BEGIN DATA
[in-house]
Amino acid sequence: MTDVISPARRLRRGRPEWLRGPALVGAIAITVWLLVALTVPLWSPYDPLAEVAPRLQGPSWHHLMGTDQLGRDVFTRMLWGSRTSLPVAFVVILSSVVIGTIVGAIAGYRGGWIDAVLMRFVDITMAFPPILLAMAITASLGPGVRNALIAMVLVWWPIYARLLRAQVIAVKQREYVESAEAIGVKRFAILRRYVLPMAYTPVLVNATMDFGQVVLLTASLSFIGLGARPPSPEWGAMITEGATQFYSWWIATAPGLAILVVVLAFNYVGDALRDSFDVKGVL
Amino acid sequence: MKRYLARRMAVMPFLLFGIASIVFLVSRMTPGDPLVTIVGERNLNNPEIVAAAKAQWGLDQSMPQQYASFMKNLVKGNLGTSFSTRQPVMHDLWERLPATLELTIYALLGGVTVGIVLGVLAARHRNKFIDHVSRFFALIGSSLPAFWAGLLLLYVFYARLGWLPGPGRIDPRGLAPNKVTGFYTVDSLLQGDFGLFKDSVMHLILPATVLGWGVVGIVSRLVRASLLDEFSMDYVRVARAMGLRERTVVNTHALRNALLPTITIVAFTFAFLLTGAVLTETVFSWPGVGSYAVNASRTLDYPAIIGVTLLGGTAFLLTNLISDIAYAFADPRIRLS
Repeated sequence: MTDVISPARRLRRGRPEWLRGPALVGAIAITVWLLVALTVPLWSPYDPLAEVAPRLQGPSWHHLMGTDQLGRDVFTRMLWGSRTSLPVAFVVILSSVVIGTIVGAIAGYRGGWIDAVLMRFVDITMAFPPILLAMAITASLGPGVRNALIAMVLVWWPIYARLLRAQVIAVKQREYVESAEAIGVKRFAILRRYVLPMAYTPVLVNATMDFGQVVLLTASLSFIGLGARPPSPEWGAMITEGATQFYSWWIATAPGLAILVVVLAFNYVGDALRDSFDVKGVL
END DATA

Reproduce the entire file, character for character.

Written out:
[in-house]
Amino acid sequence: MTDVISPARRLRRGRPEWLRGPALVGAIAITVWLLVALTVPLWSPYDPLAEVAPRLQGPSWHHLMGTDQLGRDVFTRMLWGSRTSLPVAFVVILSSVVIGTIVGAIAGYRGGWIDAVLMRFVDITMAFPPILLAMAITASLGPGVRNALIAMVLVWWPIYARLLRAQVIAVKQREYVESAEAIGVKRFAILRRYVLPMAYTPVLVNATMDFGQVVLLTASLSFIGLGARPPSPEWGAMITEGATQFYSWWIATAPGLAILVVVLAFNYVGDALRDSFDVKGVL
Amino acid sequence: MKRYLARRMAVMPFLLFGIASIVFLVSRMTPGDPLVTIVGERNLNNPEIVAAAKAQWGLDQSMPQQYASFMKNLVKGNLGTSFSTRQPVMHDLWERLPATLELTIYALLGGVTVGIVLGVLAARHRNKFIDHVSRFFALIGSSLPAFWAGLLLLYVFYARLGWLPGPGRIDPRGLAPNKVTGFYTVDSLLQGDFGLFKDSVMHLILPATVLGWGVVGIVSRLVRASLLDEFSMDYVRVARAMGLRERTVVNTHALRNALLPTITIVAFTFAFLLTGAVLTETVFSWPGVGSYAVNASRTLDYPAIIGVTLLGGTAFLLTNLISDIAYAFADPRIRLS
Repeated sequence: MTDVISPARRLRRGRPEWLRGPALVGAIAITVWLLVALTVPLWSPYDPLAEVAPRLQGPSWHHLMGTDQLGRDVFTRMLWGSRTSLPVAFVVILSSVVIGTIVGAIAGYRGGWIDAVLMRFVDITMAFPPILLAMAITASLGPGVRNALIAMVLVWWPIYARLLRAQVIAVKQREYVESAEAIGVKRFAILRRYVLPMAYTPVLVNATMDFGQVVLLTASLSFIGLGARPPSPEWGAMITEGATQFYSWWIATAPGLAILVVVLAFNYVGDALRDSFDVKGVL